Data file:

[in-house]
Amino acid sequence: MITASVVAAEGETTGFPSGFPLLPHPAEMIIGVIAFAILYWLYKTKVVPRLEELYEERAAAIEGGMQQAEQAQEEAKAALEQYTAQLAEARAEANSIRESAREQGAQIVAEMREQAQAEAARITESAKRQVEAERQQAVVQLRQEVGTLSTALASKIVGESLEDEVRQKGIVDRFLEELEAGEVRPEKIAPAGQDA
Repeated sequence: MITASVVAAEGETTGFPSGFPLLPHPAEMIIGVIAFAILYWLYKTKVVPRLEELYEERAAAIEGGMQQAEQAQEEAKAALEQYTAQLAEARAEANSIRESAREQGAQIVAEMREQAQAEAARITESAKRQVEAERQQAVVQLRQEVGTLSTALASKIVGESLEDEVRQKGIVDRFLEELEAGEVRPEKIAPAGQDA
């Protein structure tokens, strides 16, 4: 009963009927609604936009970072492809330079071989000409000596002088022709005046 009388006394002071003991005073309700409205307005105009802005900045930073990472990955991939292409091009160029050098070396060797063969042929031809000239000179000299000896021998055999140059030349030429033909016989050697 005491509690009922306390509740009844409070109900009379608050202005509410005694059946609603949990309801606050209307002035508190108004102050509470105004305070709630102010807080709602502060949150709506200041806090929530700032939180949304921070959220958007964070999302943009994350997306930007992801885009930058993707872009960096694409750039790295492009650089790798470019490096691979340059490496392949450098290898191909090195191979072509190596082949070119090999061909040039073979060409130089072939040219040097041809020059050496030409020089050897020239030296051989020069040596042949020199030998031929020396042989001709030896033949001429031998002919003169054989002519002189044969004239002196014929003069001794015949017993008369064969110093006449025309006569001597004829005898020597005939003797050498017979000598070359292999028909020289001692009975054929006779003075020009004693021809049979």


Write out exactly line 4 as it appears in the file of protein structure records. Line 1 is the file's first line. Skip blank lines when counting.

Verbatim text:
């Protein structure tokens, strides 16, 4: 009963009927609604936009970072492809330079071989000409000596002088022709005046 009388006394002071003991005073309700409205307005105009802005900045930073990472990955991939292409091009160029050098070396060797063969042929031809000239000179000299000896021998055999140059030349030429033909016989050697 005491509690009922306390509740009844409070109900009379608050202005509410005694059946609603949990309801606050209307002035508190108004102050509470105004305070709630102010807080709602502060949150709506200041806090929530700032939180949304921070959220958007964070999302943009994350997306930007992801885009930058993707872009960096694409750039790295492009650089790798470019490096691979340059490496392949450098290898191909090195191979072509190596082949070119090999061909040039073979060409130089072939040219040097041809020059050496030409020089050897020239030296051989020069040596042949020199030998031929020396042989001709030896033949001429031998002919003169054989002519002189044969004239002196014929003069001794015949017993008369064969110093006449025309006569001597004829005898020597005939003797050498017979000598070359292999028909020289001692009975054929006779003075020009004693021809049979």